Kids and Quitting

people walking on street during night time

Everyday feels like a delicate dance between teaching our kids lessons and just letting them be kids.

Recently, our daughter started a dance class through our parks and recreation. She had been begging to try dance, so I found a perfect starter class that meets once a week for 7 weeks.

Last week was the second class. That morning my daughter woke up and the first words out of her mouth were, “I don’t want to do dance anymore!!!!” Tears and whining followed this proclamation.

I felt torn in two directions. I want my children to learn to honor their commitments, but I don’t want them to feel forced into activities.

At first I decided to follow her words and withdraw from the class. When I tried to withdraw from the class and realized I would not get my money back, I changed my plan.

“Try one more class,” I told her.

I knew she would love it. The week before she left twirling and smiling. I have learned she doesn’t always love the build-up to an activity, but once there loves it.

So this was a moment to teach a lesson.

What was the lesson?

Sometimes you don’t want to do something on a given day. You wake up tired and want to back out. But you want your word to mean something.

And we all have days where we just have to push through.

So after school we had some special snacks on the way to dance. The class started and Kevin and I peered into the room to see her twirling and smiling once again.

It was a good decision to make her go.

Quitting was not the answer this time.



  1. Brittany,
    I also struggle with the line between letting my kid be a kid and building future habits. Our current solution is that if he asks to take a class, he has to see it through to the end of the session. It has been the happy medium for us, so far.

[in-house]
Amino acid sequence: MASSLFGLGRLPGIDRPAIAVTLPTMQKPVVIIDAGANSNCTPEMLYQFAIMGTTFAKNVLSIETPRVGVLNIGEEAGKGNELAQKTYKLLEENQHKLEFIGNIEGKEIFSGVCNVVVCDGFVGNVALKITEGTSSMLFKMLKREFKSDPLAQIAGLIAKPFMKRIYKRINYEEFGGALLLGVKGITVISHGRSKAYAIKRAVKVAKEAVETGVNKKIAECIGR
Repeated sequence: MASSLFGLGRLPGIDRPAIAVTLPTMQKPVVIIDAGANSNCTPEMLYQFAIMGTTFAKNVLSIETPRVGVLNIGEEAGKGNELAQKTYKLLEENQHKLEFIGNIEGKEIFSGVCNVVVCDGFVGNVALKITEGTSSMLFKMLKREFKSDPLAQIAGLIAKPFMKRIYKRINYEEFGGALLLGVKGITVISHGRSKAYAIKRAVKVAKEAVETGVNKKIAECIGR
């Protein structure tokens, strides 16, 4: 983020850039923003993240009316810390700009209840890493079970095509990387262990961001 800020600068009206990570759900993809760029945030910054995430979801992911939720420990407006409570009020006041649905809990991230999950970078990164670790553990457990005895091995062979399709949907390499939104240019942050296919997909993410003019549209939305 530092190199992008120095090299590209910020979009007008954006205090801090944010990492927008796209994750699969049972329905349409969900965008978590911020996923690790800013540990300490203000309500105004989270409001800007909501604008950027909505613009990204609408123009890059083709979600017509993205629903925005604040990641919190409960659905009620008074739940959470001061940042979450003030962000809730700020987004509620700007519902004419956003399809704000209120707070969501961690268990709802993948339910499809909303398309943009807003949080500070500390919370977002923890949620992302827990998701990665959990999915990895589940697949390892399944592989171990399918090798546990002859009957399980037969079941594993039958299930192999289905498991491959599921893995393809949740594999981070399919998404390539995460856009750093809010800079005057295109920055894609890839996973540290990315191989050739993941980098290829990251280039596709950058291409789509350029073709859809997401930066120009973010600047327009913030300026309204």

Thanks for sharing!

    Liked by 1 person

  2. In order to avoid over scheduling our kids, the first rule of thumb is that they have to ask three separate occasions for the activity before I’ll consider signing them up for it. The second rule of thumb is each kid gets 1 extra curricular activity/season + one annual (ex: piano or scouts). The third is that if they make the commitment, they follow through till the end – including any final performance/play off game.

    We allowed one deviation from that rule when my daughter, who excelled at gymnastics was being bullied by older girls in the class. We were surprised because she herself was sometimes more assertive than typical little girl socialization, but we believed her. I started by asking the coach open ended questions about the class and what might have been going on, we’re invited to observe a class in which our daughter was indeed being picked on while the coach was unaware, came home to Brainstorm options of how she could try to be successful, give her two chances to practice those techniques, and allowed her to quit when it was clear she would remain a target.

    Liked by 1 person

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